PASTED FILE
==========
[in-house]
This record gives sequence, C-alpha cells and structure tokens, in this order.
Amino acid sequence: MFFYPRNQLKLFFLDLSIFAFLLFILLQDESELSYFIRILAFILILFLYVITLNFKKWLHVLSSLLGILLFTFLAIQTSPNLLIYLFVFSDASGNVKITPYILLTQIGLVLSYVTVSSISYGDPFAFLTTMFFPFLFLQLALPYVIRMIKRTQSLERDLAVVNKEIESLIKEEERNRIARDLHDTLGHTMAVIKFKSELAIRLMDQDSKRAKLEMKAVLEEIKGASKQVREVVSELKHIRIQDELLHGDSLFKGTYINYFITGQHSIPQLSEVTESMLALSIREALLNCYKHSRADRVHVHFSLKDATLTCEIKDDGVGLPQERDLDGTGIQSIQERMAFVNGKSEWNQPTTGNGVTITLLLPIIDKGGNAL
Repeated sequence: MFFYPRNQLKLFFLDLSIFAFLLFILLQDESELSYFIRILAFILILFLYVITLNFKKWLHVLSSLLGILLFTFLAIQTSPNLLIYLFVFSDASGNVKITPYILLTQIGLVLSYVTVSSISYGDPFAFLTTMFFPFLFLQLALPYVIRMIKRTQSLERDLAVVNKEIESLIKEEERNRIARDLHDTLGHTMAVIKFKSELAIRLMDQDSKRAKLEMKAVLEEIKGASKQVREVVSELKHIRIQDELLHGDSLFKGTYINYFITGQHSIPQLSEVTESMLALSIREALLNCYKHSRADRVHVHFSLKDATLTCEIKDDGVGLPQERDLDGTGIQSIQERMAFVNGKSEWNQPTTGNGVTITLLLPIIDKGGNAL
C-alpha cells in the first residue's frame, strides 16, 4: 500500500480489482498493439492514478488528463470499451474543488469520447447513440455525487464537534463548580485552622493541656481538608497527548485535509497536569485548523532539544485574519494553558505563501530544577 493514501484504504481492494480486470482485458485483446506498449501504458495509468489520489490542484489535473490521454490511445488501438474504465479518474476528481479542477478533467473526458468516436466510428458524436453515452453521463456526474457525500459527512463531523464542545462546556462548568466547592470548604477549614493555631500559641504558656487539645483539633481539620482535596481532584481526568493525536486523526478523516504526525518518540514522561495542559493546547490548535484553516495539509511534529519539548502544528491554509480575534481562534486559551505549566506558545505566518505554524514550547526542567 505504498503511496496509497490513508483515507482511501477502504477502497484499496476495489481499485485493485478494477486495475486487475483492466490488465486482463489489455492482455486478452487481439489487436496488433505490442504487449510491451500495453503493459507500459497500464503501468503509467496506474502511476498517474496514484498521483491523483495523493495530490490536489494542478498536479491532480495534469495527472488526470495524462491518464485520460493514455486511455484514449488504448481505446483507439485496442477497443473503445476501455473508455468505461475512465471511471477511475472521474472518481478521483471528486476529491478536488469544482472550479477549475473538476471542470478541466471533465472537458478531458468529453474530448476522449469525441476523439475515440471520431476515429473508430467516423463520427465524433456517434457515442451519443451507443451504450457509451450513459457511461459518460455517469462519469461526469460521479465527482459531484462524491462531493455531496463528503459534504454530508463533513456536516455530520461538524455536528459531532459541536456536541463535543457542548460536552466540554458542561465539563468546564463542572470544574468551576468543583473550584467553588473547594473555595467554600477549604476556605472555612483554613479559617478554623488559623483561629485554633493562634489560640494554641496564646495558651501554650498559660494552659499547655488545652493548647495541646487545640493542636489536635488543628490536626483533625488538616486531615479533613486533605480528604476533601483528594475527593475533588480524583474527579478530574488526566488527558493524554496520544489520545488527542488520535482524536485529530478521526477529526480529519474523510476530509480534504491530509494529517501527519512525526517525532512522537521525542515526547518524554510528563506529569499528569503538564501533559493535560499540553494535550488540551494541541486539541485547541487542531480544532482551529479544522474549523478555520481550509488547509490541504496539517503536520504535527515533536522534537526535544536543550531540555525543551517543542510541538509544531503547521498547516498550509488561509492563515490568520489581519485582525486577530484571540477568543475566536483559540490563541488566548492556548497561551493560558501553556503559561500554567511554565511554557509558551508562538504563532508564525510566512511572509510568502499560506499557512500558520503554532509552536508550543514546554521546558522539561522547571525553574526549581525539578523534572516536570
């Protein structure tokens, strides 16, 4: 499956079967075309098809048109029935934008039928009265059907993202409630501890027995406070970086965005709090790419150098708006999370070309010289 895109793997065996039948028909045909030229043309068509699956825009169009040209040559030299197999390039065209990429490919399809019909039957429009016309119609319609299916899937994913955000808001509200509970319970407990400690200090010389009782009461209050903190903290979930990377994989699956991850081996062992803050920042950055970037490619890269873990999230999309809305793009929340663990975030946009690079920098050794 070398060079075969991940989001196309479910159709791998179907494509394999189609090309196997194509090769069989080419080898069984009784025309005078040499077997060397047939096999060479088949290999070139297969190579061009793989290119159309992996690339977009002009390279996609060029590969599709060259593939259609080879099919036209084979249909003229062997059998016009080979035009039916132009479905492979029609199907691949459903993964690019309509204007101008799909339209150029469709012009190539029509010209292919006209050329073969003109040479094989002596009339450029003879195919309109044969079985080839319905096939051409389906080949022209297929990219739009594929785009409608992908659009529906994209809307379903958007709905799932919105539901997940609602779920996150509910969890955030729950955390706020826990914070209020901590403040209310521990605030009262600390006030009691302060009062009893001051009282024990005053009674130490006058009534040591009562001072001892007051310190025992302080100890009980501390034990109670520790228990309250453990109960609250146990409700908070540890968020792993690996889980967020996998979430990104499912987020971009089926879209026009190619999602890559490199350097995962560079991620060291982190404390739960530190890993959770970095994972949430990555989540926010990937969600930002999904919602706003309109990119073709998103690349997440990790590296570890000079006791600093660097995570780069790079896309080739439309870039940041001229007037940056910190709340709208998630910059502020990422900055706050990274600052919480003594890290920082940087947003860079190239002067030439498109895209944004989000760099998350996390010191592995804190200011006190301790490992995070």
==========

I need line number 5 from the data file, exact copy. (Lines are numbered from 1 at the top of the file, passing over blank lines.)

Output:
C-alpha cells in the first residue's frame, strides 16, 4: 500500500480489482498493439492514478488528463470499451474543488469520447447513440455525487464537534463548580485552622493541656481538608497527548485535509497536569485548523532539544485574519494553558505563501530544577 493514501484504504481492494480486470482485458485483446506498449501504458495509468489520489490542484489535473490521454490511445488501438474504465479518474476528481479542477478533467473526458468516436466510428458524436453515452453521463456526474457525500459527512463531523464542545462546556462548568466547592470548604477549614493555631500559641504558656487539645483539633481539620482535596481532584481526568493525536486523526478523516504526525518518540514522561495542559493546547490548535484553516495539509511534529519539548502544528491554509480575534481562534486559551505549566506558545505566518505554524514550547526542567 505504498503511496496509497490513508483515507482511501477502504477502497484499496476495489481499485485493485478494477486495475486487475483492466490488465486482463489489455492482455486478452487481439489487436496488433505490442504487449510491451500495453503493459507500459497500464503501468503509467496506474502511476498517474496514484498521483491523483495523493495530490490536489494542478498536479491532480495534469495527472488526470495524462491518464485520460493514455486511455484514449488504448481505446483507439485496442477497443473503445476501455473508455468505461475512465471511471477511475472521474472518481478521483471528486476529491478536488469544482472550479477549475473538476471542470478541466471533465472537458478531458468529453474530448476522449469525441476523439475515440471520431476515429473508430467516423463520427465524433456517434457515442451519443451507443451504450457509451450513459457511461459518460455517469462519469461526469460521479465527482459531484462524491462531493455531496463528503459534504454530508463533513456536516455530520461538524455536528459531532459541536456536541463535543457542548460536552466540554458542561465539563468546564463542572470544574468551576468543583473550584467553588473547594473555595467554600477549604476556605472555612483554613479559617478554623488559623483561629485554633493562634489560640494554641496564646495558651501554650498559660494552659499547655488545652493548647495541646487545640493542636489536635488543628490536626483533625488538616486531615479533613486533605480528604476533601483528594475527593475533588480524583474527579478530574488526566488527558493524554496520544489520545488527542488520535482524536485529530478521526477529526480529519474523510476530509480534504491530509494529517501527519512525526517525532512522537521525542515526547518524554510528563506529569499528569503538564501533559493535560499540553494535550488540551494541541486539541485547541487542531480544532482551529479544522474549523478555520481550509488547509490541504496539517503536520504535527515533536522534537526535544536543550531540555525543551517543542510541538509544531503547521498547516498550509488561509492563515490568520489581519485582525486577530484571540477568543475566536483559540490563541488566548492556548497561551493560558501553556503559561500554567511554565511554557509558551508562538504563532508564525510566512511572509510568502499560506499557512500558520503554532509552536508550543514546554521546558522539561522547571525553574526549581525539578523534572516536570